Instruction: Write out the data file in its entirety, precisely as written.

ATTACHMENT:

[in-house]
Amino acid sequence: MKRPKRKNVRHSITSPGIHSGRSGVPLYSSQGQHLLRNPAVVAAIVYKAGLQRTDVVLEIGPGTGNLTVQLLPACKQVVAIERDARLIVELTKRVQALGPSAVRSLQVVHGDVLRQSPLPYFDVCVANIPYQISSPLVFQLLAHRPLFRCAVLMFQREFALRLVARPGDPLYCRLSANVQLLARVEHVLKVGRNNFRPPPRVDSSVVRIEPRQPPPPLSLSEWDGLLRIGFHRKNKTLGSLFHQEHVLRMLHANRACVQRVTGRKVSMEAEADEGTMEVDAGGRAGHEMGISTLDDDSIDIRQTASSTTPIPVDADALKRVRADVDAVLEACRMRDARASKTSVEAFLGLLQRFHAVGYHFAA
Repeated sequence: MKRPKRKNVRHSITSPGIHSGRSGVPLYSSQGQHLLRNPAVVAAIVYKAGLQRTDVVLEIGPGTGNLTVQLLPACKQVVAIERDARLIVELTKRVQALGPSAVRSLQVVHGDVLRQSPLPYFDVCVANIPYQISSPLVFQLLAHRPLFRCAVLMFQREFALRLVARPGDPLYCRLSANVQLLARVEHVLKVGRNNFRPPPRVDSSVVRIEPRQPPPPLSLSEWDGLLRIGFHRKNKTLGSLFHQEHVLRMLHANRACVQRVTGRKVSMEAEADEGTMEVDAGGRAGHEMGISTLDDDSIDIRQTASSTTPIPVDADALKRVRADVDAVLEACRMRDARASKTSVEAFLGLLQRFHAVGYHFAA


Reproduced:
[in-house]
Amino acid sequence: MKRPKRKNVRHSITSPGIHSGRSGVPLYSSQGQHLLRNPAVVAAIVYKAGLQRTDVVLEIGPGTGNLTVQLLPACKQVVAIERDARLIVELTKRVQALGPSAVRSLQVVHGDVLRQSPLPYFDVCVANIPYQISSPLVFQLLAHRPLFRCAVLMFQREFALRLVARPGDPLYCRLSANVQLLARVEHVLKVGRNNFRPPPRVDSSVVRIEPRQPPPPLSLSEWDGLLRIGFHRKNKTLGSLFHQEHVLRMLHANRACVQRVTGRKVSMEAEADEGTMEVDAGGRAGHEMGISTLDDDSIDIRQTASSTTPIPVDADALKRVRADVDAVLEACRMRDARASKTSVEAFLGLLQRFHAVGYHFAA
Repeated sequence: MKRPKRKNVRHSITSPGIHSGRSGVPLYSSQGQHLLRNPAVVAAIVYKAGLQRTDVVLEIGPGTGNLTVQLLPACKQVVAIERDARLIVELTKRVQALGPSAVRSLQVVHGDVLRQSPLPYFDVCVANIPYQISSPLVFQLLAHRPLFRCAVLMFQREFALRLVARPGDPLYCRLSANVQLLARVEHVLKVGRNNFRPPPRVDSSVVRIEPRQPPPPLSLSEWDGLLRIGFHRKNKTLGSLFHQEHVLRMLHANRACVQRVTGRKVSMEAEADEGTMEVDAGGRAGHEMGISTLDDDSIDIRQTASSTTPIPVDADALKRVRADVDAVLEACRMRDARASKTSVEAFLGLLQRFHAVGYHFAA